We got to Nairobi at about 9am, I hugged Skinny goodbye and she went towards immigration while I went to transfers and was able to change my flight to Kampala from 2pm to 11am. The airline staff were insisting that only Ugandans would be allowed to get into Kampala and when they got convinced that I was a Uganda resident, I was allowed to board the plane. As soon as the plane started taxiing away from the gate, I took out my phone and started checking up on updates on Facebook, where I was reading the most up to date status on immigration happenings in Uganda. Even before the air hostesses started the safety demonstration, I had read that people who had landed from India that morning had been forced to go to government quarantine at selected hotels. The hotels were described as filthy, with no running water and food/drinking water wasn’t part of these charges. I decided that I was going to look at this positively and go on a mileage run – I had planned out my flights so that I didn’t need to do a mileage run in 2020 but you know, looking at the glass half full. I wasn’t going to go to a quarantine facility when I had just had surgery! Especially seeing that the reviews of the hotels selected raised lots of questions. I just had to find my way back to Nairobi.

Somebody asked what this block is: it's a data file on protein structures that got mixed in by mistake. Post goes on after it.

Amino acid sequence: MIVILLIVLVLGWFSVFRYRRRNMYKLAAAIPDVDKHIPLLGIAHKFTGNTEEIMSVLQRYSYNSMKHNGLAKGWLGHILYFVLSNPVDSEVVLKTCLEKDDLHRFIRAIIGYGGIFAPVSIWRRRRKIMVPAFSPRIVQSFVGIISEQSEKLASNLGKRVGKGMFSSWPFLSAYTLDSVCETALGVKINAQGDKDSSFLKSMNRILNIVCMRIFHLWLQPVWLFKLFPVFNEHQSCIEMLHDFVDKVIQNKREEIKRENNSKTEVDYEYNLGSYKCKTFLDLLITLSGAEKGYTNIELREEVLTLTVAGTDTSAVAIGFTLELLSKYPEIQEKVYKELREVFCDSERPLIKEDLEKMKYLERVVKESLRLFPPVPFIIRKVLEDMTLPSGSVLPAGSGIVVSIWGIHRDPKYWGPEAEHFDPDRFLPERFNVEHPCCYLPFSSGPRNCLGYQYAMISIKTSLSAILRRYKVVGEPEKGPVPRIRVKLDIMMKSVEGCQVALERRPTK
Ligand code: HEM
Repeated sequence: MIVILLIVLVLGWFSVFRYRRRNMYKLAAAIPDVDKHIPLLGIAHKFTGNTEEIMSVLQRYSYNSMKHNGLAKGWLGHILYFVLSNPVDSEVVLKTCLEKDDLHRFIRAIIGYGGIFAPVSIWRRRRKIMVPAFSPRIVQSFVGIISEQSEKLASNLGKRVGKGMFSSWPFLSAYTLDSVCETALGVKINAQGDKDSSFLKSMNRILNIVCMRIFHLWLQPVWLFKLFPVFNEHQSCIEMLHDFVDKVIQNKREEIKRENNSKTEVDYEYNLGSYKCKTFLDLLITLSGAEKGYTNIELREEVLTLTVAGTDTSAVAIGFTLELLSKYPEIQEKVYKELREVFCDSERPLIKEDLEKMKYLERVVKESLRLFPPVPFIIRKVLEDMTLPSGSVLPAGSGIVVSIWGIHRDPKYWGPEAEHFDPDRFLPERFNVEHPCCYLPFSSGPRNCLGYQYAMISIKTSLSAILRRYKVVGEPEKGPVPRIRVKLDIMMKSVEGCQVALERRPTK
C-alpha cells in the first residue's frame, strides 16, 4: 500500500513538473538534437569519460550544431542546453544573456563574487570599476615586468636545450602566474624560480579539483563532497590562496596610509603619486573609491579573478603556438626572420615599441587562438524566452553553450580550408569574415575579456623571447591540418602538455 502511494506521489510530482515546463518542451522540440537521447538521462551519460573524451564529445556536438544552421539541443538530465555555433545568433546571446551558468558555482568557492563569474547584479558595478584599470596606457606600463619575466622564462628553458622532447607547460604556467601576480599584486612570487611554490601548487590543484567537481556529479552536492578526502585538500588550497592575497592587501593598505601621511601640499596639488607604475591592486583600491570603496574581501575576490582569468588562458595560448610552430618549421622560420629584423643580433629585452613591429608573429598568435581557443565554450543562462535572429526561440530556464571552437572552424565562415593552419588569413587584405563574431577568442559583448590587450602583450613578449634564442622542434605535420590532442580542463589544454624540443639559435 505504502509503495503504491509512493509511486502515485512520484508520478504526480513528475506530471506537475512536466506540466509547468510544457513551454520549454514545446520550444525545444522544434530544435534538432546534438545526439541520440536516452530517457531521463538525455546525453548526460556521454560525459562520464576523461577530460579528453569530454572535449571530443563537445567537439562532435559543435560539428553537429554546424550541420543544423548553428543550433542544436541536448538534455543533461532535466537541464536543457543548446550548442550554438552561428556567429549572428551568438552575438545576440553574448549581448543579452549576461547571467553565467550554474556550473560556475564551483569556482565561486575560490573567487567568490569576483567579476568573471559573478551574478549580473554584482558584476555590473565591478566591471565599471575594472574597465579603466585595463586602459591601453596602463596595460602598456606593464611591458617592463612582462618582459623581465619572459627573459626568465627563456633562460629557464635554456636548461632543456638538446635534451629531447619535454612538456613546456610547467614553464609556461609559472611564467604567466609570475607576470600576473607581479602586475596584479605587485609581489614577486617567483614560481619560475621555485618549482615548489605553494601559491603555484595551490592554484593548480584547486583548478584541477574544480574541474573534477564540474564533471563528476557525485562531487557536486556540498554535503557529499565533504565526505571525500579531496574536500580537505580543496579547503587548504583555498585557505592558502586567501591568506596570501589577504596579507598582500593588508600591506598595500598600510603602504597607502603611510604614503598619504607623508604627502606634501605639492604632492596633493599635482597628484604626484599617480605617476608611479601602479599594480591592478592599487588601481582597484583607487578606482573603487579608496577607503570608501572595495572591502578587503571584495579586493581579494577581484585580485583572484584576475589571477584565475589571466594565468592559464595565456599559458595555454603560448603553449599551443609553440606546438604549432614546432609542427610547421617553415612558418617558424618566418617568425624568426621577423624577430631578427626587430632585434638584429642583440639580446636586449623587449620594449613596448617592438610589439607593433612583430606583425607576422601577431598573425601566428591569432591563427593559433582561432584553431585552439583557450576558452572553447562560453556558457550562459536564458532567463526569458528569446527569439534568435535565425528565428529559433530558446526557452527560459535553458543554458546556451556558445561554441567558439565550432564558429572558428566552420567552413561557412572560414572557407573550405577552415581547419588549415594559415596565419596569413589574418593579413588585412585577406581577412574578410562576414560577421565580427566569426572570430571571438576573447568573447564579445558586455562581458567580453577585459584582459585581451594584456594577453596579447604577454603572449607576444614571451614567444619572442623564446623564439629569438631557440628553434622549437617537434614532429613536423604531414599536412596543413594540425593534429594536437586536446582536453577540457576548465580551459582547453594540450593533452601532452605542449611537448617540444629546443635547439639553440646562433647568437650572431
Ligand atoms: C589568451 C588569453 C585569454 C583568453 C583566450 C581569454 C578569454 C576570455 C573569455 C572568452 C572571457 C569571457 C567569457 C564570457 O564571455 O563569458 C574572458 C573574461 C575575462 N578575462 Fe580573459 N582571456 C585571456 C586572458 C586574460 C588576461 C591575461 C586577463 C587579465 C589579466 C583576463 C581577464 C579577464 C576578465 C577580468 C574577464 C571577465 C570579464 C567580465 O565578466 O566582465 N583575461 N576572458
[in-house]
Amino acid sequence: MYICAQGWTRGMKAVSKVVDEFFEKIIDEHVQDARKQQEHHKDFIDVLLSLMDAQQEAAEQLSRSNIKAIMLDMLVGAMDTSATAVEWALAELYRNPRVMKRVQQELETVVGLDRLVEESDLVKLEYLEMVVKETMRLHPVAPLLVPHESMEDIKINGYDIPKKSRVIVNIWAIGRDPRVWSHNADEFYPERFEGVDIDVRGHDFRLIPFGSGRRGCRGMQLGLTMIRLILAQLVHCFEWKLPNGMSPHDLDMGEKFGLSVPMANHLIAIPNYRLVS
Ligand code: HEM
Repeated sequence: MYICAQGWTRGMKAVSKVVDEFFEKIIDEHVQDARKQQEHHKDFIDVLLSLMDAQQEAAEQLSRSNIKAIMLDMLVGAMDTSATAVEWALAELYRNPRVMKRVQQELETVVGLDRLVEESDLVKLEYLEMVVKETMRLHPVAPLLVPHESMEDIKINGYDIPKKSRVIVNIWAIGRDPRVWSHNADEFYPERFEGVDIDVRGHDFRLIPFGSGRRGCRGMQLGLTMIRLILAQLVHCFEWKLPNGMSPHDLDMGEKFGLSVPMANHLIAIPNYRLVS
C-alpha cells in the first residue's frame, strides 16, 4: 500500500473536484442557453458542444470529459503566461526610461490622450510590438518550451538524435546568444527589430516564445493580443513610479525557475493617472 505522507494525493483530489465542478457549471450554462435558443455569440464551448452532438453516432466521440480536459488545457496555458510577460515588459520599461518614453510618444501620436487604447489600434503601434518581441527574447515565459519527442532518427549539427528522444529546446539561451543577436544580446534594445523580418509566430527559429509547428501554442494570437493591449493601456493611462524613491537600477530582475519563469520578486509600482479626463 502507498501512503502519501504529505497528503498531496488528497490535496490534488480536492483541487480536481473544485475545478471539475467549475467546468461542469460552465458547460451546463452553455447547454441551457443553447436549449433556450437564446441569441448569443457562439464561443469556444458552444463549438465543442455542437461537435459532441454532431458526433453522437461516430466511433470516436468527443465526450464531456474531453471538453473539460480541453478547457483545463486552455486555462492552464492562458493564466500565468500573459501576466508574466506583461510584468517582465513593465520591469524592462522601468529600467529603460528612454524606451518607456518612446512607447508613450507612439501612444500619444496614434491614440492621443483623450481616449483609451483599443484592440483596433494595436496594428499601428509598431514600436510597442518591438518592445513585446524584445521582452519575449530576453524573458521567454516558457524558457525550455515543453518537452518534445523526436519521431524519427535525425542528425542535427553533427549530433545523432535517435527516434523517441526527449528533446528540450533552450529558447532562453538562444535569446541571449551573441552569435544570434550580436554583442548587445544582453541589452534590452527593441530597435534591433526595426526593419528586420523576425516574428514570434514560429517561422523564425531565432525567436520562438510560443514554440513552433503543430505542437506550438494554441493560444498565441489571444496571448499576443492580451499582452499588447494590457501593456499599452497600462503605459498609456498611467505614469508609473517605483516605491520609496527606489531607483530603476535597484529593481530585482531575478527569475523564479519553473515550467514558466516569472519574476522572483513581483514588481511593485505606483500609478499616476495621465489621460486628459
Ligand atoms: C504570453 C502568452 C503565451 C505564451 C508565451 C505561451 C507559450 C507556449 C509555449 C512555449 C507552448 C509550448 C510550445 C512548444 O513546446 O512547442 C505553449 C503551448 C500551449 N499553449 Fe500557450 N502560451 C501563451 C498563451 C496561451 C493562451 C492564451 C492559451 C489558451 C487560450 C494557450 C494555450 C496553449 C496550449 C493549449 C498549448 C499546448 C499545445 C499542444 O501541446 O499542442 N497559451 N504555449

First things first, I called my usual cabbie and asked him cancel the airport trip because I wasn’t sure that I would be allowed to get into the country. Second I requested my domestic manager to go to my house and put everything in the freezer. Third, I told Skinny that it was likely that we were going to share space for a longer period of time. When I got to Entebbe, I didn’t even put up a fight. “You’re coming in from India?” “Yes” “Quarantine!” “No!” “Ok, leave the country” “Sure!” Thank goodness, I usually purchase multiple tickets in advance, so all I had to do was change the date for one ticket to that day and wait for my flight. It was a nightmare getting the officials to understand that I was ok leaving Entebbe and that I would not agree to be locked up in a tiny airless room with others waiting to transit. That was one of the most stressful times of my life. People forced to sit in one tiny room with many coughing, sneezing and crying, etc. Thanks JINK for keeping me sane during these crazy hours that I had to wait. Then they lost my luggage ….ah, that’s a story for another day!